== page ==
There are seven lawyers are on the ballot for this election. They include:
Sara S. Beezley, Pittsburg
Terrance J. Campbell, Lawrence
Heather R. Cessna, Lawrence
Shaye L. Downing, Lawrence
J. David Farris, Atchison
Jason P. Hoffman, Topeka
Michael F. Kagay, Topeka
Lawyers who are qualified to vote in this election should have already received a ballot in the mail.
Please follow the instructions and return the ballot and the signed certificate to the Kansas Supreme Court on or before May 15, 2019.
The Judiciary Conference Committee spent the majority of the last week bundling bills in order to pass several bills at once. These bundled bills are found in conference committee reports. The difficulty this session was the lack of bills in conference, or bills passed by both chambers but in different forms. This year, there were only six bills in conference, but more than 30 bills up for debate.
The Judiciary Conference Committee prioritized these six bills in conference, and created packages dealing with crime and punishment, contracts, courts, consumer protection, business entities and public agencies.
Crimes, Punishment and Criminal Procedure – CCR for SB 18
The bill in conference was SB 18, which includes amendments to the crime of counterfeiting currency (SB 134), access to pre-sentence reports (SB 19), out-of-state convictions (HB 2048); drug abuse treatment programs (HB 2396); penalties for involuntary manslaughter and child abuse (SB 108); mitigating factors when victim is an aggressor (HB 2283); and domestic violence notifications policies for LEO (HB 2279). The CCR for SB 18 was adopted by the House 123-0. The Senate plans to discuss this CCR during veto session.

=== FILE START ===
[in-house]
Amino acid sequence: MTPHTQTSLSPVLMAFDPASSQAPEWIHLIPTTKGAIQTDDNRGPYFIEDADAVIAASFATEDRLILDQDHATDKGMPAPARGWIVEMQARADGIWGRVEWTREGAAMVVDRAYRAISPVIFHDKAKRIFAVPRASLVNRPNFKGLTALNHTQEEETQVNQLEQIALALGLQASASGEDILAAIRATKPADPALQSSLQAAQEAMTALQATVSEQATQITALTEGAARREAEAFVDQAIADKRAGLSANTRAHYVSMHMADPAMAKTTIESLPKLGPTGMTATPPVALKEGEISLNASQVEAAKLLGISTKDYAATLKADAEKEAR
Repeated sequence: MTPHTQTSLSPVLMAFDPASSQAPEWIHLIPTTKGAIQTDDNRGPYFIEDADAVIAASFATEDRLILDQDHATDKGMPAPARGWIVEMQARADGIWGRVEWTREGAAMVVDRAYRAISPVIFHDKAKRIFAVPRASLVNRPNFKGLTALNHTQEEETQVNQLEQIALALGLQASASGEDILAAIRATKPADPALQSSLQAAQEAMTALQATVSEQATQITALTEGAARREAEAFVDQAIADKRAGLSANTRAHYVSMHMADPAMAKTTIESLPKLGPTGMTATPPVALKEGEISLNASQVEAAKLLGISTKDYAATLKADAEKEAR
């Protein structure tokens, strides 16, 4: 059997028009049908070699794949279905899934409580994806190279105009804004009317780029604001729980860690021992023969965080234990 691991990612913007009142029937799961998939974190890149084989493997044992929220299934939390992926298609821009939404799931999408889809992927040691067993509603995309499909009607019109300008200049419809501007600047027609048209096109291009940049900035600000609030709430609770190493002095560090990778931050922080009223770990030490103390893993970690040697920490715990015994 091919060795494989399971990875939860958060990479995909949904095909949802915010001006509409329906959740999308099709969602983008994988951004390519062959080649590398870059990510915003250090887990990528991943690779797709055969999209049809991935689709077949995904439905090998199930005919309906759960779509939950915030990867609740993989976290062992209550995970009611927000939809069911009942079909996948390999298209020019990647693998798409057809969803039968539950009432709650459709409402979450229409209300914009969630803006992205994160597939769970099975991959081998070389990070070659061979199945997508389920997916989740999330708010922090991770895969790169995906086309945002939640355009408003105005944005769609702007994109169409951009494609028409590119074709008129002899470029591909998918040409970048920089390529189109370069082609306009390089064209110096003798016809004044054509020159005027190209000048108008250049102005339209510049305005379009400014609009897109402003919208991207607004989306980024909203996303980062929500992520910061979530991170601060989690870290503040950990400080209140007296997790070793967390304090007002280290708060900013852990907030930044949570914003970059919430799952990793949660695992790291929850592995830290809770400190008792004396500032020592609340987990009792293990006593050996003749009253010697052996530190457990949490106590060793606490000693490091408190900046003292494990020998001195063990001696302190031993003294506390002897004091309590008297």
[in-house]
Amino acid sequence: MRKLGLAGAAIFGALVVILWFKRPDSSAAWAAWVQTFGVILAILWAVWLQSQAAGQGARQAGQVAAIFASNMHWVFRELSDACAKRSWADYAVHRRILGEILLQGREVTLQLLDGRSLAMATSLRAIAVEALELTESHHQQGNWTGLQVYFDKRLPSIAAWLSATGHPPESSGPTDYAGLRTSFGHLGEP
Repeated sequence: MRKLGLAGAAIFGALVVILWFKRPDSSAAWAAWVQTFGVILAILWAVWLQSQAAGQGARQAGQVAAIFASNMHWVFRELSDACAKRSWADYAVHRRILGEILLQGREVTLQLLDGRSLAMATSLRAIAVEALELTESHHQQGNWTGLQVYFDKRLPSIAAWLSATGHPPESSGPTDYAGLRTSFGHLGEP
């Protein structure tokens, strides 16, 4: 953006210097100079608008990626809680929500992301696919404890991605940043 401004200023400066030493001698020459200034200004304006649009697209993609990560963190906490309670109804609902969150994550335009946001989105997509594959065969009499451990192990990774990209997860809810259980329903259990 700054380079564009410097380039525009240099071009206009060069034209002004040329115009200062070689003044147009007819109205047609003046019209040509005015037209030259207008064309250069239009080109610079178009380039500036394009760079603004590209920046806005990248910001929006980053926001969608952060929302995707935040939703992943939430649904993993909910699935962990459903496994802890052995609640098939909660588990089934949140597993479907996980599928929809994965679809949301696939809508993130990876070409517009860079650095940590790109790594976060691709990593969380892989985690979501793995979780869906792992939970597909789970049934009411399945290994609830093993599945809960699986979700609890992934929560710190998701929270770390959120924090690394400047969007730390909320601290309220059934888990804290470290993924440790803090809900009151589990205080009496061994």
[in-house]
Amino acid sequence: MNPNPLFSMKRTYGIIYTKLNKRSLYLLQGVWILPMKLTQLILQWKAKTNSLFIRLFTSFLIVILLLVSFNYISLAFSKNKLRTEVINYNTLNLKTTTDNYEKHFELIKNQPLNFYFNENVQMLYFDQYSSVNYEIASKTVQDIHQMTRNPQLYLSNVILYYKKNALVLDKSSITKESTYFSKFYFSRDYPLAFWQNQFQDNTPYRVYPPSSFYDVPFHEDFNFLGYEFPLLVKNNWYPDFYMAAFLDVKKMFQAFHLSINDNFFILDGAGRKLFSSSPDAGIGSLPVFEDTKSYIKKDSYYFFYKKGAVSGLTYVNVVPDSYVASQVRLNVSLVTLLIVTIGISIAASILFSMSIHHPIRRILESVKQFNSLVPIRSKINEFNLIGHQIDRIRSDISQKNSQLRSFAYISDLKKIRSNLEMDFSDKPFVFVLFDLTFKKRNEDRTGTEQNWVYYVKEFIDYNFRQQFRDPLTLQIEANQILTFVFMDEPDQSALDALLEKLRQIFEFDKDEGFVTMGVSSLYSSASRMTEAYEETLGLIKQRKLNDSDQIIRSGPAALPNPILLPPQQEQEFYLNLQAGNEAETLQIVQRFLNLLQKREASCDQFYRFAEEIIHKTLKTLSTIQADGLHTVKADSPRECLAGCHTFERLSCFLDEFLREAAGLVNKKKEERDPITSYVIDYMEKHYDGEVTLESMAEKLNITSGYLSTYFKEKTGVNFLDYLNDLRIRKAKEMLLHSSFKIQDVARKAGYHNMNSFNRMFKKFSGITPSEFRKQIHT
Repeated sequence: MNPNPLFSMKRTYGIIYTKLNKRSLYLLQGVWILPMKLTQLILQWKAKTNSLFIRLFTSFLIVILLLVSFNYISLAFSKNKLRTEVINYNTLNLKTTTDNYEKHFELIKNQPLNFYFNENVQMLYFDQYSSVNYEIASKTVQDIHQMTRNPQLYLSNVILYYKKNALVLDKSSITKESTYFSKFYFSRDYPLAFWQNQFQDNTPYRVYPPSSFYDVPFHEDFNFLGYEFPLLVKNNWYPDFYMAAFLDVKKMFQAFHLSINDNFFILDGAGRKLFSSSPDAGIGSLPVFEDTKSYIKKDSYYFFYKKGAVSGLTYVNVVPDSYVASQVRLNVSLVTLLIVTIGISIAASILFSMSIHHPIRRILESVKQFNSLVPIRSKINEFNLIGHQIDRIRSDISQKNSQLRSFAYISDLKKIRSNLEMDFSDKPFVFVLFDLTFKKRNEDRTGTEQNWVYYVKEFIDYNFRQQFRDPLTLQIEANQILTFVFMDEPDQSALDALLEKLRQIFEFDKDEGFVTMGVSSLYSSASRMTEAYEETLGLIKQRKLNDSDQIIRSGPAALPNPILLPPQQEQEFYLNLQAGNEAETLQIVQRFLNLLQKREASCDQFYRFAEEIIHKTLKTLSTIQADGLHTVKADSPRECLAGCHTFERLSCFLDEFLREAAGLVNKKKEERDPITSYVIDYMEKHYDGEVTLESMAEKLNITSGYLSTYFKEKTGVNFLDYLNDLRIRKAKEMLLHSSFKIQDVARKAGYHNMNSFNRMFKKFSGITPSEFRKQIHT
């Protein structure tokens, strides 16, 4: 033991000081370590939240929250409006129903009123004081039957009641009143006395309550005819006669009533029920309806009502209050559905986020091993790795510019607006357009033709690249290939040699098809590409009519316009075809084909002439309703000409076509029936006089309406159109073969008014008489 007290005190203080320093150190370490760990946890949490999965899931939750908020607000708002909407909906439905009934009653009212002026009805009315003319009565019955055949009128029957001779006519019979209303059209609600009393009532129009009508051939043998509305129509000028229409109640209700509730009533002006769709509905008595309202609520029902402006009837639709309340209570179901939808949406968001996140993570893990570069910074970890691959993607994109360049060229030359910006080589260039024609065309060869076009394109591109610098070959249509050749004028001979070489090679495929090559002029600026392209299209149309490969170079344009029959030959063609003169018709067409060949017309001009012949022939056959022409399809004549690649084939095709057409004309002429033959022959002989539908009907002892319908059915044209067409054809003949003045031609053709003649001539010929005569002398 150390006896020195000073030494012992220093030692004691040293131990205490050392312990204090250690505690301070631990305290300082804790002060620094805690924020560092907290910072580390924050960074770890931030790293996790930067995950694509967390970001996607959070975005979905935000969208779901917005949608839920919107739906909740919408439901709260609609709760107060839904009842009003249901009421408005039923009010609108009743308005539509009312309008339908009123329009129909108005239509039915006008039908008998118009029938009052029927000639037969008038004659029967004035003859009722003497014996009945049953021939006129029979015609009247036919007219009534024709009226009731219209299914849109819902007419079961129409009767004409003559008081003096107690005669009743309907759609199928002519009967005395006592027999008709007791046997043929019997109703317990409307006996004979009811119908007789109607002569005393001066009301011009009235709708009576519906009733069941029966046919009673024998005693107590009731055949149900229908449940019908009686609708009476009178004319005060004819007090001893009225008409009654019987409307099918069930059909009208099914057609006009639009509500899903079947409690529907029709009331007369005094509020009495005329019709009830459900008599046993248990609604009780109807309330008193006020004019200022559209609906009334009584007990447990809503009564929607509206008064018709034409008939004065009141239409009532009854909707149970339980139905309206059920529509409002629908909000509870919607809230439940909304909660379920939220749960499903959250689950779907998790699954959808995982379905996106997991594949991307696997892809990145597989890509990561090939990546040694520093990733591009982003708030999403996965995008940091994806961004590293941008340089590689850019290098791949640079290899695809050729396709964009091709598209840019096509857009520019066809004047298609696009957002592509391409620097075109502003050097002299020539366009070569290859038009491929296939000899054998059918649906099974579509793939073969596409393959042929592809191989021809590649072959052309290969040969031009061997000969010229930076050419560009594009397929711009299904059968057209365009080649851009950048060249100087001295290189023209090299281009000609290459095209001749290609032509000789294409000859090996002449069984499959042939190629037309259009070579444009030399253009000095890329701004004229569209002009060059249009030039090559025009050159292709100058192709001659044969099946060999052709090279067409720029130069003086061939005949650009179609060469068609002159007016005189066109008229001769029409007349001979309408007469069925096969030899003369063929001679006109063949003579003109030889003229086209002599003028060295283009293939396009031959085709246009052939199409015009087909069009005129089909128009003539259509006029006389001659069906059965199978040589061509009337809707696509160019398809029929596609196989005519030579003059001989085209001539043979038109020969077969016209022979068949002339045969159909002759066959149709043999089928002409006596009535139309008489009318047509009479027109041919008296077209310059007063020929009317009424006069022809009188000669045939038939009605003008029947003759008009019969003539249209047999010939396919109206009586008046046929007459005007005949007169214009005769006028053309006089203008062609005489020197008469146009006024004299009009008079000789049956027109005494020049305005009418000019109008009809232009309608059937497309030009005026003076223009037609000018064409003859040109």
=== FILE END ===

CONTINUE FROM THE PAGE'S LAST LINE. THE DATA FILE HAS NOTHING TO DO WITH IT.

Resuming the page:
Consumer Protection – CCR SB 78
The bill in conference was SB 78 which deals with assignment of certain rights and benefits under an insurance policy for real property. It adds protections relating to housing for victims of domestic abuse (SB 150). CCR for SB 278 passed both chambers (100-23/36-1) and now heads to the governor.
Courts – SB 20
The base bill in this CCR is SB 20 which extends the judicial branch docket fee surcharge. Under current law, the extension expires or sunsets after two years. The Senate removed this provision while the House maintained it. In conference, both sides agreed to place a six-year sunset provision in law. The committee also added language recognizing tribal court judgments in district court (HB 2039). The KS House passed this CCR 120-3. The Senate plans to take it up during Veto Session.
Public Agencies – CCR HB 2290
The bill in conference was HB 2290 which creates the victim’s compensation division within the KSAG. The committee added language concerning background checks for individuals who have unsupervised access to children and the elderly (HB 2360); exceptions to the KS Open Records Act (HB 2137); creation of the criminal justice reform commission (HB 2108); deferring the implementation of scrap metal database until July 1, 2021 (SB 219) and creating the Kansas closed-case task force to investigate hits on CODIS (SB 102). This CCR has not yet been drafted.